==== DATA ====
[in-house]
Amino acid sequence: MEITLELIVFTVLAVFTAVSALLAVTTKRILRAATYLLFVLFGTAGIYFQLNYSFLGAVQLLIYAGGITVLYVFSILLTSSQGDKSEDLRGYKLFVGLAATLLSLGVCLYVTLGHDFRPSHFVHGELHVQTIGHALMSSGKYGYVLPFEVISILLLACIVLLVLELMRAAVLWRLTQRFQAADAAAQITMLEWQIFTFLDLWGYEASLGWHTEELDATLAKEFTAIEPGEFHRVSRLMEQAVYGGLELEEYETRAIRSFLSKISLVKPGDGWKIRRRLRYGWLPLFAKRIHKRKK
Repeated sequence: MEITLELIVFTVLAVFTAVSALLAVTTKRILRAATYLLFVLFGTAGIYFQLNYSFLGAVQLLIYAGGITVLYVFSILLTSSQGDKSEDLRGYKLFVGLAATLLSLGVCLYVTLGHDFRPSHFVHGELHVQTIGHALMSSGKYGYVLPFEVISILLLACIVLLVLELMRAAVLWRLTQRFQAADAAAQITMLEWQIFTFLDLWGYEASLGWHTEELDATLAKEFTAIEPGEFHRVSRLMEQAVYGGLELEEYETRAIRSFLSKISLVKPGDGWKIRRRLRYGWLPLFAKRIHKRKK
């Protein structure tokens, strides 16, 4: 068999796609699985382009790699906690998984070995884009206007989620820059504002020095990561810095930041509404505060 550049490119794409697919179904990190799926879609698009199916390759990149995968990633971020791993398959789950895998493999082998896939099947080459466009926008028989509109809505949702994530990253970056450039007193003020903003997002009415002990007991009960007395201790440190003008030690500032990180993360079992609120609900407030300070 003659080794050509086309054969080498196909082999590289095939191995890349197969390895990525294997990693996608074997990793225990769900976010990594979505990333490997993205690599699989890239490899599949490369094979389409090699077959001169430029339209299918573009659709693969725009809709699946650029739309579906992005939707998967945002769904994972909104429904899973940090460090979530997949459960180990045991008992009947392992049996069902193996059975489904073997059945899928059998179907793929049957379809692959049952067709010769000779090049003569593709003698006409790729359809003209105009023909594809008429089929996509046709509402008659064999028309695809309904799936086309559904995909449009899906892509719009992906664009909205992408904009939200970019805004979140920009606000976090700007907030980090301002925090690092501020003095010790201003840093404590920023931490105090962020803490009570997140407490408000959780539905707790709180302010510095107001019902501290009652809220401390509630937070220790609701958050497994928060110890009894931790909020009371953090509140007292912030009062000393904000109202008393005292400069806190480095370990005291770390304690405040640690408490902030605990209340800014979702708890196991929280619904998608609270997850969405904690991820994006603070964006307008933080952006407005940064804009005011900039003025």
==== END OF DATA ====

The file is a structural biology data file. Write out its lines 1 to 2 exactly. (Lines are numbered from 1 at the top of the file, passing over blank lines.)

[in-house]
Amino acid sequence: MEITLELIVFTVLAVFTAVSALLAVTTKRILRAATYLLFVLFGTAGIYFQLNYSFLGAVQLLIYAGGITVLYVFSILLTSSQGDKSEDLRGYKLFVGLAATLLSLGVCLYVTLGHDFRPSHFVHGELHVQTIGHALMSSGKYGYVLPFEVISILLLACIVLLVLELMRAAVLWRLTQRFQAADAAAQITMLEWQIFTFLDLWGYEASLGWHTEELDATLAKEFTAIEPGEFHRVSRLMEQAVYGGLELEEYETRAIRSFLSKISLVKPGDGWKIRRRLRYGWLPLFAKRIHKRKK